"More emergency beds are not going to fix the problem of people choosing a bus shelter over the emergency shelter. Permanent, safe, private, low-income, low-barrier and supportive housing options are the only solution."

Staff at 1JustCity agree.

Interim executive director Glynis Quinn said she believes getting someone into housing must include resources for addictions and mental health issues, but only if that person knows what they want.

Glynis Quinn, interim executive director of 1JustCity, says she believes wraparound housing is the only way some people will be able to get out of transit shelters. (Jeff Stapleton/CBC)

"You make sure they're fed. You make sure they have access to water. You make sure they have access to warm clothing, to sleeping bags and those kinds of things," said Quinn.

"The only thing that we can do is maintain their health and make sure that they don't lose their limbs after the winter."

Quinn said having people live in shelters isn't only dangerous to their health, but it affects transit riders, too.

"What I'm seeing are the bus shelters are actually cut off from access to people using the bus because they're being blocked at the doors. So that nobody else can get in," she said.

Doors, benches removed due to vandalism, says transit

Quinn said she's heard some bus shelters have had doors and heated benches removed this winter. 

"Whether there's a door or not, I don't think it's going to stop people," said Quinn. 

"If they don't want to go into a shelter for warmth, then they're going to make it wherever they can. People living down by the river, people living under the bridges — it's the same thing."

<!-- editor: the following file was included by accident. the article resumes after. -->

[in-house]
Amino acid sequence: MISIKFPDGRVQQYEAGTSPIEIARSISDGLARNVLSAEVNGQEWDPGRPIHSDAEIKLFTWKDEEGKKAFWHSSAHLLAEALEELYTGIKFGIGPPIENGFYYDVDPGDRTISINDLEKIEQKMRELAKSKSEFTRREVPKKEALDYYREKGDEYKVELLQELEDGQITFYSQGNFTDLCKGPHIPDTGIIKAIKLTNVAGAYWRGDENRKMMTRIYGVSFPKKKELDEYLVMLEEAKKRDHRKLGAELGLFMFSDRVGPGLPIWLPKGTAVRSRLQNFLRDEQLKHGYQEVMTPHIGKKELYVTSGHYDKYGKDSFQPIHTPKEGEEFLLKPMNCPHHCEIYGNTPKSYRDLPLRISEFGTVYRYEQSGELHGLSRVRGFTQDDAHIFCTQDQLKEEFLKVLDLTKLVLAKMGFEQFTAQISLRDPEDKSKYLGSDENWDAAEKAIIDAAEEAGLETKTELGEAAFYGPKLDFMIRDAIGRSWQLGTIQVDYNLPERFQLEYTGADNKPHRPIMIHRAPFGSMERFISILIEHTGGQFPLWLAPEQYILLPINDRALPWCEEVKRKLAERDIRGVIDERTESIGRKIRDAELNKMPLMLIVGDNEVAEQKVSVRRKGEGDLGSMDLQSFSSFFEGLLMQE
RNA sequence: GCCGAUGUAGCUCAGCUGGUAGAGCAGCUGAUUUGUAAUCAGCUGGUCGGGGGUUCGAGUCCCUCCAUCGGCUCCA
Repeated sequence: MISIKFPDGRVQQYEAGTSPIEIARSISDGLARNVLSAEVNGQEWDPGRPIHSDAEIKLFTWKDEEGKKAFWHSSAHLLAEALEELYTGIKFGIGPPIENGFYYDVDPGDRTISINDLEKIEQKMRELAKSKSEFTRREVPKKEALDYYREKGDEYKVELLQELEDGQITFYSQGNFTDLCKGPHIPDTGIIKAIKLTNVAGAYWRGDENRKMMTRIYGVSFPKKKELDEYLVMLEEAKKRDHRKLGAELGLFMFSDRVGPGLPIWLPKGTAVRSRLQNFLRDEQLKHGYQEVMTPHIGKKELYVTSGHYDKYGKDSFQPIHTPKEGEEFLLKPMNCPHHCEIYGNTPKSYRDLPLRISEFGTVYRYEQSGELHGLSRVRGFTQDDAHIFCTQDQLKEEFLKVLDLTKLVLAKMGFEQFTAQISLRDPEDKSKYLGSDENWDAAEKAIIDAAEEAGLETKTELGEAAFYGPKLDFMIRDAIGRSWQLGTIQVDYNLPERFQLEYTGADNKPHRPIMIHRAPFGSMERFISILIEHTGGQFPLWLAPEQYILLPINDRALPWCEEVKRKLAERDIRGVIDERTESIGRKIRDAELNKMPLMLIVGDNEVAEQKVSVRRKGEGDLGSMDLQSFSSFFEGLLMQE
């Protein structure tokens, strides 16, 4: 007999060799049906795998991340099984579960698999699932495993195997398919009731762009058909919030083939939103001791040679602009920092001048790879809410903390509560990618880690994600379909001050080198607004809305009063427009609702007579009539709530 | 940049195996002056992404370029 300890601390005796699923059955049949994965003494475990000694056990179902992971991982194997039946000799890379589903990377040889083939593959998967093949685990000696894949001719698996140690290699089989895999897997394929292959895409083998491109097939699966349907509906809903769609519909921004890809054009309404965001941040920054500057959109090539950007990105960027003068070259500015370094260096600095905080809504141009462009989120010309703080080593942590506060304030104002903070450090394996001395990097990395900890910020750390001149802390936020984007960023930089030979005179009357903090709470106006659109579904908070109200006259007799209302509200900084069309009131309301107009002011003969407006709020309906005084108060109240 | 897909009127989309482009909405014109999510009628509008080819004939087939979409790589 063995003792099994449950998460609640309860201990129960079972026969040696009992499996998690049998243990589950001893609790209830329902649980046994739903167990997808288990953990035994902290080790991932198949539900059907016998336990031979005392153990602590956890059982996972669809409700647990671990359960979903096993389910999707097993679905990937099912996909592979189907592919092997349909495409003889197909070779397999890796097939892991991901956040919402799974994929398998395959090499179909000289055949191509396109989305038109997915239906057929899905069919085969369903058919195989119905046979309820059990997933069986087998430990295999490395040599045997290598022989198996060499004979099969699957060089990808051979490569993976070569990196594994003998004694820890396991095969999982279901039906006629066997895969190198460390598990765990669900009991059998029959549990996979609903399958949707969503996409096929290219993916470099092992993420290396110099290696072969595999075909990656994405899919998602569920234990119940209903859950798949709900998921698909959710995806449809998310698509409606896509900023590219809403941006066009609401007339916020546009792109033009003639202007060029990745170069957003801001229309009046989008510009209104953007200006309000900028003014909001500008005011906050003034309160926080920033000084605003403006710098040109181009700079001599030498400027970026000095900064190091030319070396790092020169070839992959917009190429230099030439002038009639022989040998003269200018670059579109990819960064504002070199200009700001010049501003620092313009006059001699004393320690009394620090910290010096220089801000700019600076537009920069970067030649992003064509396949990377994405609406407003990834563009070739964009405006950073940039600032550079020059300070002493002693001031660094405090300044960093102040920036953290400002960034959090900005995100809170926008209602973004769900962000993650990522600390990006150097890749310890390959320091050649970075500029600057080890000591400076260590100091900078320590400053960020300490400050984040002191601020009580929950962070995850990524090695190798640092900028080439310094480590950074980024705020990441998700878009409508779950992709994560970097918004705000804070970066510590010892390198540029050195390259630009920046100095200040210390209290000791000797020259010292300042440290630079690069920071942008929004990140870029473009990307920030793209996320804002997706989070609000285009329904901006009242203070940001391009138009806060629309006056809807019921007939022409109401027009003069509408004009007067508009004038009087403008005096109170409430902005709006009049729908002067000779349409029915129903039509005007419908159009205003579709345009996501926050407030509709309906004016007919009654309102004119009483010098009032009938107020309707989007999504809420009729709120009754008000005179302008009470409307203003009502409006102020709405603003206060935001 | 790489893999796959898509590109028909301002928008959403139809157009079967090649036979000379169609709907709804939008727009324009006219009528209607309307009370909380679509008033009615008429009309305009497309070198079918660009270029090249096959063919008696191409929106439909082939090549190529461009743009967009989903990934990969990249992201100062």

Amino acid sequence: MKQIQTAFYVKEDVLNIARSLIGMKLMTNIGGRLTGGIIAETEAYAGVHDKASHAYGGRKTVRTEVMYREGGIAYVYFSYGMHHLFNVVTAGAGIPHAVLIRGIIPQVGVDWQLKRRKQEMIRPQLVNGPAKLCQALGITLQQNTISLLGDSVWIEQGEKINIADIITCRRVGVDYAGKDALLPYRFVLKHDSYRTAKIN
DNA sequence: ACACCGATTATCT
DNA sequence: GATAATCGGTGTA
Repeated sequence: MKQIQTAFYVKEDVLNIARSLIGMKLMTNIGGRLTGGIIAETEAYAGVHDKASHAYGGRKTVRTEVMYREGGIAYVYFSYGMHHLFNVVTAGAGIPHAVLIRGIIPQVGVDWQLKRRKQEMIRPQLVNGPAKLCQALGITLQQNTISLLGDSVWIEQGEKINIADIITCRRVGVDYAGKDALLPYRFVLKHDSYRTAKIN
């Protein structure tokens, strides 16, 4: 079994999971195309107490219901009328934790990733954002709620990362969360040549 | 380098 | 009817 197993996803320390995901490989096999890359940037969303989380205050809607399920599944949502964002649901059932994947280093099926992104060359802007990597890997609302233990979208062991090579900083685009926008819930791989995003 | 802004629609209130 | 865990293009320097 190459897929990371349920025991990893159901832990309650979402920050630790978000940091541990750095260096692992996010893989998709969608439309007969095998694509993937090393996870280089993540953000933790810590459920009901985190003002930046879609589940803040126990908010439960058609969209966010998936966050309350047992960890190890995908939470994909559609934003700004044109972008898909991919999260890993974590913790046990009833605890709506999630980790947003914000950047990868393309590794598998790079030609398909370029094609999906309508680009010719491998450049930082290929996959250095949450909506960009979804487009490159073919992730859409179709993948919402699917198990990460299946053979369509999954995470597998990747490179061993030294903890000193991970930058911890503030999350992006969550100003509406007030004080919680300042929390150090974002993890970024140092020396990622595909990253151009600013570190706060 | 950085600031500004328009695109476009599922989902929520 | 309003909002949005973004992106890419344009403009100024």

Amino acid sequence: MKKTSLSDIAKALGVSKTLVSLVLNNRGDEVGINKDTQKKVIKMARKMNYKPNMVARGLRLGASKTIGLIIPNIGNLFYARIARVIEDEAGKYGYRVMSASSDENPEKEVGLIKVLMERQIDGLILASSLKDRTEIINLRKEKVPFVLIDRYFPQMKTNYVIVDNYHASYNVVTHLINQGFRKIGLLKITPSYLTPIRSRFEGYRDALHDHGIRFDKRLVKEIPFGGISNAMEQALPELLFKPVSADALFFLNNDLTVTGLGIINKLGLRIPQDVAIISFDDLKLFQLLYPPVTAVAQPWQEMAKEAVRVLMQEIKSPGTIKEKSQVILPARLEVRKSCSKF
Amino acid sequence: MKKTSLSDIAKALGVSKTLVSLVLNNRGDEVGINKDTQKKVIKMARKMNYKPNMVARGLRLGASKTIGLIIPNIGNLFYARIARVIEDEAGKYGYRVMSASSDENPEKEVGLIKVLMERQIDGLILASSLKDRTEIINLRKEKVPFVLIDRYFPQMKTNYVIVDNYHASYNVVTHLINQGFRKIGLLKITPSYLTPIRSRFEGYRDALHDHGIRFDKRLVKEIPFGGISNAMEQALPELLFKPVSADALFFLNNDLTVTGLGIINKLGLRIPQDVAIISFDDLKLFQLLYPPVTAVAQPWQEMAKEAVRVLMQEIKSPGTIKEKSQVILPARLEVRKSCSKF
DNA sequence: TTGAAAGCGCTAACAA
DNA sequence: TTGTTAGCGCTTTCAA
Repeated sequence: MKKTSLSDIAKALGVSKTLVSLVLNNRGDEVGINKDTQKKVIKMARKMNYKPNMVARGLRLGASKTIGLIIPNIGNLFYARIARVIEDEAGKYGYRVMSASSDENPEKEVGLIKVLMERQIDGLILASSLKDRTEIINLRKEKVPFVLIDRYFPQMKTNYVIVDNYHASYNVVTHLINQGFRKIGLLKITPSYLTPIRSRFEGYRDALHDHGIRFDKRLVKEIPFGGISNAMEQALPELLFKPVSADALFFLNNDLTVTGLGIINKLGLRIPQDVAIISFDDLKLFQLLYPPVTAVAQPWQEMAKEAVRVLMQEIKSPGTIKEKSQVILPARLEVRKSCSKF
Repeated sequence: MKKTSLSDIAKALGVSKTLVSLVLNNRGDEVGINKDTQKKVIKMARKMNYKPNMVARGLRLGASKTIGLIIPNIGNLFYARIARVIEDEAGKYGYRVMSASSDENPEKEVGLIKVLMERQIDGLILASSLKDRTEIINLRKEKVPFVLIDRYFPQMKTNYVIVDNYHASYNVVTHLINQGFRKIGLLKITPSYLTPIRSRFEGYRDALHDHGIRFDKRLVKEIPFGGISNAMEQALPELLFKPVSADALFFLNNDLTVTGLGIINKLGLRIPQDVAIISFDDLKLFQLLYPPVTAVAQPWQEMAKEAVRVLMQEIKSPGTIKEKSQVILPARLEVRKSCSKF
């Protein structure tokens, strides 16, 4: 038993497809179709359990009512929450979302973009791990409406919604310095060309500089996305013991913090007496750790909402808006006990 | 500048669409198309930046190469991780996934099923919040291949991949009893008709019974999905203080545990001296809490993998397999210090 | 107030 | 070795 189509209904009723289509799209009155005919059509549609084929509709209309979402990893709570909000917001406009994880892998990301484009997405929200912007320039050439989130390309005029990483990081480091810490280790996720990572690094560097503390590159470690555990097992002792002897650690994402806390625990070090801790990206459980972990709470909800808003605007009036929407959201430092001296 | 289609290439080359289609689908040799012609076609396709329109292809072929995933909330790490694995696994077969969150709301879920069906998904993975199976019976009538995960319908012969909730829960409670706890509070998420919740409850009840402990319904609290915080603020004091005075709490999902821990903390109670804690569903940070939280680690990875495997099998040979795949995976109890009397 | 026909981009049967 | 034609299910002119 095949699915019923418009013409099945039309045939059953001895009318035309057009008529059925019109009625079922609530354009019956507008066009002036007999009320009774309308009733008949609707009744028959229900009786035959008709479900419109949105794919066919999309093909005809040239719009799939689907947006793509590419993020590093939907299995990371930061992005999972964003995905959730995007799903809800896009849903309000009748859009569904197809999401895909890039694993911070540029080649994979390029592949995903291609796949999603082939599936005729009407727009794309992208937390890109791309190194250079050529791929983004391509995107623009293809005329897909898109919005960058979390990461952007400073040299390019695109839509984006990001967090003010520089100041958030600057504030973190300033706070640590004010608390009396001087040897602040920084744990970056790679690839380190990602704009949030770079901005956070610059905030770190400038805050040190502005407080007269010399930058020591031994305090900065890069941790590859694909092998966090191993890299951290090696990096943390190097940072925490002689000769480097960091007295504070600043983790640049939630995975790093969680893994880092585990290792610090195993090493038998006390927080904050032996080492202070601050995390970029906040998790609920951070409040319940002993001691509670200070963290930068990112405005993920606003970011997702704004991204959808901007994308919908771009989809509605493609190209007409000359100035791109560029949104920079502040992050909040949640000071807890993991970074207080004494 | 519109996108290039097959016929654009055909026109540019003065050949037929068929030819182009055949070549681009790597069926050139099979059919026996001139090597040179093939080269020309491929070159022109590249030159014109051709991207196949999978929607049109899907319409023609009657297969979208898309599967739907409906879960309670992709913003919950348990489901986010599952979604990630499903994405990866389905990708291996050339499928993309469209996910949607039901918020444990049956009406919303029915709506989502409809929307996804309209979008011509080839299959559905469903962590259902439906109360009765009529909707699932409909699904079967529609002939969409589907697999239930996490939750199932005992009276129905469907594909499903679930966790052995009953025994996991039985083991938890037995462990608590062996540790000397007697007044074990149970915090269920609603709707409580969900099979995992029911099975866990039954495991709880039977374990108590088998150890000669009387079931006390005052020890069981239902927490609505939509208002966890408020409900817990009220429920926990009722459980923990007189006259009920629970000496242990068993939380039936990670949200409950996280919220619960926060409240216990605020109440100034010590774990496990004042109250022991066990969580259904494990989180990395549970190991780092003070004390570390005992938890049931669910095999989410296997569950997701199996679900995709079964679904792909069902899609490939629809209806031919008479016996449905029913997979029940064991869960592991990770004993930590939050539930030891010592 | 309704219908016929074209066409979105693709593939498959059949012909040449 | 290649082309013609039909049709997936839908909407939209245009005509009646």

Those doors and heated benches were removed due to vandalism, a city spokesperson said.

Someone has blocked the opening to this bus shelter at Sherbrook and Portage with cardboard and a mattress. (Jeff Stapleton/CBC)

Out of 170 heated shelters in Winnipeg, city staff have removed doors from 11 sites and heated benches from six sites — all of which will be replaced.

"It isn't because we're trying to kick anyone out or make it inhabitable," said Fort-Rouge East Fort Garry councillor Sherri Rollins. 

"It is really important to state, though, that transit shelters are really for people who are on transit and not necessarily ever meant to be a temporary homeless shelter the way they've been used during the pandemic," she said.

The city's committee on protection and community services has asked the city for a report on how many calls the Winnipeg Fire Paramedic Service has gotten to transit shelters. Rollins said that report will probably be delayed until February due to complications sorting data.

Homeless Winnipeggers living in bus shacks rather than using city shelters

9 months ago
Duration 2:34
Groups that work to help people experiencing homelessness say many people choose to stay in transit shelters because they're afraid of catching COVID-19, they're afraid of violence in shelters or they live with mental health issues that require more support.

ABOUT THE AUTHOR

Sam Samson

Journalist

Sam Samson is a senior reporter for CBC News, based in Regina. She's a multimedia journalist who has also worked for CBC in Winnipeg and Sudbury. You can get in touch on Twitter @CBCSamSamson or email samantha.samson@cbc.ca.